Gambling addiction is an insidious thing. It is an invisible thing until it is too late. It destroys lives, marriages, businesses, everything. And its incidence is rising, rapidly. The COVID pandemic changed many things, high street bookmakers were shut and gamblers went online. What emerged from the pandemic was that the increase in online gambling also saw an increase in problem gambling severity, and younger age groups displaying problem gambling habits. Research from Europe and Australia suggests that valued forms of entertainment, especially sport, are used to normalise betting and create positive attitudes towards gambling by seeing gambling as an interactive part of sport participation and viewing. The days of just having a yearly flutter on the Grand National are long gone. The Aintree sweepstake at work was always a bit of fun and this article is not suggesting that this isn’t normal behaviour. Of course it is. But now we have apps on our phone, on line accounts, free bets in newspapers, it has permeated into lives much like tobacco did successfully all those years ago.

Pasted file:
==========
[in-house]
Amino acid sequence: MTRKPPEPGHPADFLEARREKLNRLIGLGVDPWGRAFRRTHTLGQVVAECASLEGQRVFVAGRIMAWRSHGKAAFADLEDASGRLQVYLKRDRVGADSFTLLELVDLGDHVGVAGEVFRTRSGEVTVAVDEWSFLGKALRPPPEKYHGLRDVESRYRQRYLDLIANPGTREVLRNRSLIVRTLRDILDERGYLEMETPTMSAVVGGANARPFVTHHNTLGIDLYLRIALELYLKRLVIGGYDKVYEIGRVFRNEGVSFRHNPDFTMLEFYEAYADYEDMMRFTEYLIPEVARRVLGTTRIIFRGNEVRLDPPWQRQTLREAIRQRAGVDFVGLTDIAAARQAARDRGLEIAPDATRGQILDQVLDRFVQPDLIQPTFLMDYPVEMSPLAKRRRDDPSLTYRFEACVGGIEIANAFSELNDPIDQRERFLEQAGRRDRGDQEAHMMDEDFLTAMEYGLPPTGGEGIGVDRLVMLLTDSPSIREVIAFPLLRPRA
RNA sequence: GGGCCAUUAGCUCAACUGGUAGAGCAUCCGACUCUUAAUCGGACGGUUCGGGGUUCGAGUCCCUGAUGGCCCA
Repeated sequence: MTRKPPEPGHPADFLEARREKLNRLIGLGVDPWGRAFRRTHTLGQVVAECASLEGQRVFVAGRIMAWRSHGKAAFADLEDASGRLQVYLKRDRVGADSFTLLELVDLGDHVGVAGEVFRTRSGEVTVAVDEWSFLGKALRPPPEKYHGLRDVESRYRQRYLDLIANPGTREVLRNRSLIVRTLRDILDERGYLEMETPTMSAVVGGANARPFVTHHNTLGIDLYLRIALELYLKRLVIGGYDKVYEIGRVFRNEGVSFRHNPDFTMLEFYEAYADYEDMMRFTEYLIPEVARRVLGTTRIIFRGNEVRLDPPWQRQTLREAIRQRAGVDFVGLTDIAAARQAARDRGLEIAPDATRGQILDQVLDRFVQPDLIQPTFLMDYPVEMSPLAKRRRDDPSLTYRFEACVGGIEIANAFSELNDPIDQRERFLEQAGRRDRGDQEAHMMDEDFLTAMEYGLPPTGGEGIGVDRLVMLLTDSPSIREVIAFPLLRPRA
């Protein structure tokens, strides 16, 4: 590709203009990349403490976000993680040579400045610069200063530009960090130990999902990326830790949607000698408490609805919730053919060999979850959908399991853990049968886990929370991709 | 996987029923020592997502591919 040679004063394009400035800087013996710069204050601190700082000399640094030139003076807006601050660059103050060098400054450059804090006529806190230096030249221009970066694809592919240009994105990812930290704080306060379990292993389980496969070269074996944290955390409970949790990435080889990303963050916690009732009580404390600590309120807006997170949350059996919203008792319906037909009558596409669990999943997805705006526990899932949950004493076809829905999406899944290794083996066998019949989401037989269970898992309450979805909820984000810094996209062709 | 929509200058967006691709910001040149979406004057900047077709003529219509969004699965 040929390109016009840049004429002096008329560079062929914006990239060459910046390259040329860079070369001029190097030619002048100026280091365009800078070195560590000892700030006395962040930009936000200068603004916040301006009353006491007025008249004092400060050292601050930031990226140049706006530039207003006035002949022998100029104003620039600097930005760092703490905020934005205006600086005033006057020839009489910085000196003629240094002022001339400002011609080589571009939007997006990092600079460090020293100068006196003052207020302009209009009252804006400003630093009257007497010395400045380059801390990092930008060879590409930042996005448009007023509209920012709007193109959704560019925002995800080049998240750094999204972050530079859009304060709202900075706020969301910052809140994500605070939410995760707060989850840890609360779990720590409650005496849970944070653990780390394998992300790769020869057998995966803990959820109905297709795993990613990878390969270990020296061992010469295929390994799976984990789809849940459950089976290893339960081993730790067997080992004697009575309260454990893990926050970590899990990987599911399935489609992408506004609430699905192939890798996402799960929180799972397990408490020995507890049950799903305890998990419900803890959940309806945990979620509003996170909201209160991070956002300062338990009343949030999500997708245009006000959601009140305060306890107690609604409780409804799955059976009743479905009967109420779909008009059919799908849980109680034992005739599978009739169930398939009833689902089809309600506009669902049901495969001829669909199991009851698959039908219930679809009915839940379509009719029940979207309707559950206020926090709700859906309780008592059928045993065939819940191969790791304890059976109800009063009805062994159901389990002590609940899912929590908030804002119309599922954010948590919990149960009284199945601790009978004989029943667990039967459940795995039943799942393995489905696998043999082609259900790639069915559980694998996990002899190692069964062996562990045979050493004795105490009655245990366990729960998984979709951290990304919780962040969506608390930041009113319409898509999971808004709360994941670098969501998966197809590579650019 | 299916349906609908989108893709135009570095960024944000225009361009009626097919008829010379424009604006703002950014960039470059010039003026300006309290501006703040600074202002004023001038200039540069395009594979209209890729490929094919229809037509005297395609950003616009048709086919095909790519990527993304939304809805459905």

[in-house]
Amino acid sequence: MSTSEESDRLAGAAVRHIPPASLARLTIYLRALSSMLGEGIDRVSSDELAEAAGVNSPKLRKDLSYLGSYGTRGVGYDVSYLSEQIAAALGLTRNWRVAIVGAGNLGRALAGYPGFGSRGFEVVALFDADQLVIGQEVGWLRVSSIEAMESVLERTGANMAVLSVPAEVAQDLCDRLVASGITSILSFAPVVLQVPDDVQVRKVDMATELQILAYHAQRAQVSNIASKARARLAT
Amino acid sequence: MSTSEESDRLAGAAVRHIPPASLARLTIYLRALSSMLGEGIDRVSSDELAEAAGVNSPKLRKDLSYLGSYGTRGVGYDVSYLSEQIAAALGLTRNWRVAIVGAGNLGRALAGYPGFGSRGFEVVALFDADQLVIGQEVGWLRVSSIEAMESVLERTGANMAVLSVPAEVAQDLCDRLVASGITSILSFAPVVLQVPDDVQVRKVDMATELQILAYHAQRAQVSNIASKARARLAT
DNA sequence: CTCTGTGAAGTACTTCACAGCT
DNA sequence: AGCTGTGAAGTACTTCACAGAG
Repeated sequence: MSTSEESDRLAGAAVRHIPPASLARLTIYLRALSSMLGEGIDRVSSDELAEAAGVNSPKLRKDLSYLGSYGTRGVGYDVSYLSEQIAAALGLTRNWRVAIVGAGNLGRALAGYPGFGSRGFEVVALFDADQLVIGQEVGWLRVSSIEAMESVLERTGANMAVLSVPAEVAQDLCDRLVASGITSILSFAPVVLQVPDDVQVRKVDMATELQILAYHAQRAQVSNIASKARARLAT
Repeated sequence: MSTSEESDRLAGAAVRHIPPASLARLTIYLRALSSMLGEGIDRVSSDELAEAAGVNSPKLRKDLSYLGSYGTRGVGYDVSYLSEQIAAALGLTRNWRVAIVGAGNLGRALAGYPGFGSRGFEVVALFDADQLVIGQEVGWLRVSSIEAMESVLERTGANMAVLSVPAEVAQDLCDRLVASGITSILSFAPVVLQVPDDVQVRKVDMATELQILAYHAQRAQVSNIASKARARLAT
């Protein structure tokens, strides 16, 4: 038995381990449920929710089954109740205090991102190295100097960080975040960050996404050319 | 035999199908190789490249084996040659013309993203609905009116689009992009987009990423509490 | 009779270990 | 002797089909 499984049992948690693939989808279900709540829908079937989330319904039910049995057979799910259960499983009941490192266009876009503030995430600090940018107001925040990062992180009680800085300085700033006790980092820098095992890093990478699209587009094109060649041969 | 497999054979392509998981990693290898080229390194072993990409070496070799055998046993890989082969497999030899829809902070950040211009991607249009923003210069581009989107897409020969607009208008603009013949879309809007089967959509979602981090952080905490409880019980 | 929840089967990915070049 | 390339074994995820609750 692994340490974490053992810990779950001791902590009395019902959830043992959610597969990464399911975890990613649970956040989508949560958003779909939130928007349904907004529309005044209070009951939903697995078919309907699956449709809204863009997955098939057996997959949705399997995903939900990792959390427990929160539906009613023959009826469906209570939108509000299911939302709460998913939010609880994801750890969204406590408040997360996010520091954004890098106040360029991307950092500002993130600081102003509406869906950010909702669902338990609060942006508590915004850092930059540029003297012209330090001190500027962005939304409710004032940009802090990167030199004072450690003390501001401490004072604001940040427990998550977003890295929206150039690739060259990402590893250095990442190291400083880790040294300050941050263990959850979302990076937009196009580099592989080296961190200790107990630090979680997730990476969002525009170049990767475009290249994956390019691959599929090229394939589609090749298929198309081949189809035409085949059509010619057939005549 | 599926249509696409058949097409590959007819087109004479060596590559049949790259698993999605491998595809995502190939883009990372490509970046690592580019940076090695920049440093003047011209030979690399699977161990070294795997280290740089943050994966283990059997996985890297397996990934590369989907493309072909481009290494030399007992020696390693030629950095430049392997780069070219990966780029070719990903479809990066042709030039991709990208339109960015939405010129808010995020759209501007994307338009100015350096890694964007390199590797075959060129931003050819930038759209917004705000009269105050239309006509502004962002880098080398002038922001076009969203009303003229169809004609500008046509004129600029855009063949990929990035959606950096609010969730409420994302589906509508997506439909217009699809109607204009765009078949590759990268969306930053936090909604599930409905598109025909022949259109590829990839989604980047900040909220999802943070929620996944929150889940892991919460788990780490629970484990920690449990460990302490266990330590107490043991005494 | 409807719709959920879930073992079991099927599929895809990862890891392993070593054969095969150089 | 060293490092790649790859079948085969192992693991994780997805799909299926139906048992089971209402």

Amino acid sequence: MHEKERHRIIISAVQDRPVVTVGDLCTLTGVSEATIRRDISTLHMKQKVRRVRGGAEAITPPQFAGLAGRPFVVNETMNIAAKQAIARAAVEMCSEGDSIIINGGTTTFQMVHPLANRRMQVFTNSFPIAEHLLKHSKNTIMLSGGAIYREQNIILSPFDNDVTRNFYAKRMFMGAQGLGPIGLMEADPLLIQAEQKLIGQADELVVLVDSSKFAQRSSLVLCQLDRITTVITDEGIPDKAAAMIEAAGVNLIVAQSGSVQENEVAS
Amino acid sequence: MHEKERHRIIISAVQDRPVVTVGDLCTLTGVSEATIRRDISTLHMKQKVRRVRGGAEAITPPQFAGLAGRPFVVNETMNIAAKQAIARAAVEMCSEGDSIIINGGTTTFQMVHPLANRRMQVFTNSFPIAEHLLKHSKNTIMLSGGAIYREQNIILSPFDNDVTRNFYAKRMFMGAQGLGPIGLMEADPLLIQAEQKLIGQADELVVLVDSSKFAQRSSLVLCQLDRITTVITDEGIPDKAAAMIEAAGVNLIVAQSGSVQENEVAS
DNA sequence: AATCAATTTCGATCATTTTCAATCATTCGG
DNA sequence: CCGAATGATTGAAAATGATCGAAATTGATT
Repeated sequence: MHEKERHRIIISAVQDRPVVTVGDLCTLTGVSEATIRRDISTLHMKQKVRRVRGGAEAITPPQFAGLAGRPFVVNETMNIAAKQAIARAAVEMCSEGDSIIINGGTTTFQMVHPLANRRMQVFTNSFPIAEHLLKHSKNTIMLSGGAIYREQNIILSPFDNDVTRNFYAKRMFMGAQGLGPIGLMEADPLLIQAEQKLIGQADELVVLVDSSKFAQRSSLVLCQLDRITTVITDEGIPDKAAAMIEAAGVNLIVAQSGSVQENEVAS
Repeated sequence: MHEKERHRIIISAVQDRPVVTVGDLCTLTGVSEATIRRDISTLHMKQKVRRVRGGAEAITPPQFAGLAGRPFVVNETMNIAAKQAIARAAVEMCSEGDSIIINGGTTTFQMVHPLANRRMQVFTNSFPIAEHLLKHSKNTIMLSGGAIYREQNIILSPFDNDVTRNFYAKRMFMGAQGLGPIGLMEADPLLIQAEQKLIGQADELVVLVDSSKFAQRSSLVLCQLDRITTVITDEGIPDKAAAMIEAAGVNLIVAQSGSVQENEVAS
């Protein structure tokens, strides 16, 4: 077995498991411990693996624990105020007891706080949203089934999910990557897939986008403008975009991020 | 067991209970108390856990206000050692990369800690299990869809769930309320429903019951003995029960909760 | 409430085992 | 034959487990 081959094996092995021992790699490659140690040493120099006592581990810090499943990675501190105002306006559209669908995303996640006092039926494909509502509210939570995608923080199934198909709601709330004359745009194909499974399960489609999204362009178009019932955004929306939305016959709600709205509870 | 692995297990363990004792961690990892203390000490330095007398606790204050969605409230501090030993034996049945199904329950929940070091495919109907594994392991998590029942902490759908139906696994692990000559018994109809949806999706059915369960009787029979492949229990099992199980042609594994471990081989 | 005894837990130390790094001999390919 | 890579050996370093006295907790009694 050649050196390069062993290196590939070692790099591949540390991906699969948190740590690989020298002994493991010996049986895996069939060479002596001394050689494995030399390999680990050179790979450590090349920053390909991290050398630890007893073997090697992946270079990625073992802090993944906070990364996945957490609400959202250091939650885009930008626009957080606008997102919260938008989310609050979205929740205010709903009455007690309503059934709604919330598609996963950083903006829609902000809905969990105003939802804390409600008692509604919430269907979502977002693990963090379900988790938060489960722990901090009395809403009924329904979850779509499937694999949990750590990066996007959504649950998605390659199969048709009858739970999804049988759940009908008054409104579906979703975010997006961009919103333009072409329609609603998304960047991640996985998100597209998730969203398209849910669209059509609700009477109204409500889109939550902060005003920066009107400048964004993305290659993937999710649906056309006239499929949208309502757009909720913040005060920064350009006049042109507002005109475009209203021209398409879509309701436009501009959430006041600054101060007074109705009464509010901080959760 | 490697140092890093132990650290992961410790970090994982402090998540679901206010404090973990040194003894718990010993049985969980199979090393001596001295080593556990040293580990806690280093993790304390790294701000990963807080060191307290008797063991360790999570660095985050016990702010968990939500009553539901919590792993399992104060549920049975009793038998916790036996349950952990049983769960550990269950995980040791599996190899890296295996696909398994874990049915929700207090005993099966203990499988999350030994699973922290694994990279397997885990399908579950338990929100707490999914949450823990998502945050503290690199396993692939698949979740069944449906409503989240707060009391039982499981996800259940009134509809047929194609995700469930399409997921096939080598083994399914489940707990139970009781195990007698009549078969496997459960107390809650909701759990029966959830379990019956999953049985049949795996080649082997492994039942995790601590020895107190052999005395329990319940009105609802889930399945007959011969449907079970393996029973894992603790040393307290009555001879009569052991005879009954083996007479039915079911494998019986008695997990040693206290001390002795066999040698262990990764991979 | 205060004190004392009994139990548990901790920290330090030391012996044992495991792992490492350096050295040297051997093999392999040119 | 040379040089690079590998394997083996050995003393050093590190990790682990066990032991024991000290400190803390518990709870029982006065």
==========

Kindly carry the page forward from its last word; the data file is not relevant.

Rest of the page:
Sports shows on TV and radio are sponsored by gambling companies. Newspapers carry full page adverts by gambling companies. In the past we watched sport with little to no financial interest in the game, now we gamble billions each year, not just on who we think will win, but also minutiae like who will score first, when the first corner kick will be, how many players will get a yellow card. I can go online now and get a spread bet on Commercials against Upperchurch this Sunday. That’s right, someone in an office in an industrial estate somewhere is fixing odds on the Tipperary football championship and encouraging on line users to gamble on it. There is no escape unless you confine yourself to underage games.